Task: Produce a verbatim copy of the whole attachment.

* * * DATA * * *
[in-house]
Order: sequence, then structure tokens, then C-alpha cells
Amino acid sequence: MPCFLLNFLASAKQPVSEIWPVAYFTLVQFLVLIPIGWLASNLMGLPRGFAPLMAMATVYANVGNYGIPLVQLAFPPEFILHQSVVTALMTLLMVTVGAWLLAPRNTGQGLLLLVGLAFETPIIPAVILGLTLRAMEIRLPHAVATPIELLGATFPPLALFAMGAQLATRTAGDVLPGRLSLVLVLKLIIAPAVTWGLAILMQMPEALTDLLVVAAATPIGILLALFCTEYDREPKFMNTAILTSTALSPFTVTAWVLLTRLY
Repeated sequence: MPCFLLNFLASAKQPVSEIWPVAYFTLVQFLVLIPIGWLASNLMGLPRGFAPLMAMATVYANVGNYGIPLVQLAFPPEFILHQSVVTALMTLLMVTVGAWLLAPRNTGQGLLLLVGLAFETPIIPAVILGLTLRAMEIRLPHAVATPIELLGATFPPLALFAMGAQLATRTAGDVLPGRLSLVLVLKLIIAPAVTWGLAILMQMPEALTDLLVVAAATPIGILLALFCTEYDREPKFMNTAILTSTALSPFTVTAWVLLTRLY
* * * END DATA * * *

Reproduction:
[in-house]
Order: sequence, then structure tokens, then C-alpha cells
Amino acid sequence: MPCFLLNFLASAKQPVSEIWPVAYFTLVQFLVLIPIGWLASNLMGLPRGFAPLMAMATVYANVGNYGIPLVQLAFPPEFILHQSVVTALMTLLMVTVGAWLLAPRNTGQGLLLLVGLAFETPIIPAVILGLTLRAMEIRLPHAVATPIELLGATFPPLALFAMGAQLATRTAGDVLPGRLSLVLVLKLIIAPAVTWGLAILMQMPEALTDLLVVAAATPIGILLALFCTEYDREPKFMNTAILTSTALSPFTVTAWVLLTRLY
Repeated sequence: MPCFLLNFLASAKQPVSEIWPVAYFTLVQFLVLIPIGWLASNLMGLPRGFAPLMAMATVYANVGNYGIPLVQLAFPPEFILHQSVVTALMTLLMVTVGAWLLAPRNTGQGLLLLVGLAFETPIIPAVILGLTLRAMEIRLPHAVATPIELLGATFPPLALFAMGAQLATRTAGDVLPGRLSLVLVLKLIIAPAVTWGLAILMQMPEALTDLLVVAAATPIGILLALFCTEYDREPKFMNTAILTSTALSPFTVTAWVLLTRLY